— I could add something about Huckabee’s win, Romney’s defeat and the resultant boost for John McCain and Giuliani — but to be honest I don’t think I have anything all that original to say about it.
— The turnout is good news — for everyone. Democrats, Republicans and independents — and supporters of every candidate — should be thrilled that young people showed up to vote yesterday. Hopefully this will continue and put to rest the myth that young people don’t vote.
— I’m excited by Obama’s movement candidacy and think his leadership style would yield a steady, level-headed decision-making process in the White House. I admire Clinton’s work ethic and intellect but I am still waiting for her to articulate a rationale for her candidacy that isn’t in checklist format. In other words, why her? I love that John Edwards is paying real attention to poverty but I don’t like his overly confrontational rhetoric. Richardson and Kucinich have added good perspective to add to the race, but it seems obvious now that they don’t have what it takes to win on the campaign trail.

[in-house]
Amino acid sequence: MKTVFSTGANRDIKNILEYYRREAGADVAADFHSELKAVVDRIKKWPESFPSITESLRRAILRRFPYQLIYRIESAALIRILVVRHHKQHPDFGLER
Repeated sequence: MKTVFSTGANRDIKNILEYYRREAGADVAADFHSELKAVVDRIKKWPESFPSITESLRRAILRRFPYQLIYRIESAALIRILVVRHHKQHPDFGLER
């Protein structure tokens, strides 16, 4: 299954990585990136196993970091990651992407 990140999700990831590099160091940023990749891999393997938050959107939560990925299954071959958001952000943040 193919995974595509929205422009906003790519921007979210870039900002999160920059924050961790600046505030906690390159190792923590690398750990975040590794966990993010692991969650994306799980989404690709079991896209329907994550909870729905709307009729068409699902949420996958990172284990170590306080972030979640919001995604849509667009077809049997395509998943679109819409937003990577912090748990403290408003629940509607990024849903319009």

On the Republican side, John McCain’s posture as an internationalist and his commitment on climate change and torture give me hope for the GOP, even as his zeal to rely on the military to solve problems and “good guys vs. bad guys” outlook turns me off. There’s not much else to like over there for me at the moment. I do wish Chuck Hagel had run — though I’m afraid that a Bloomberg-Hagel independent ticket could spell disaster and put Romney or Huckabee in the White House.
More coming soon.
— Scott Paul

Comments

14 comments on “Iowa Thoughts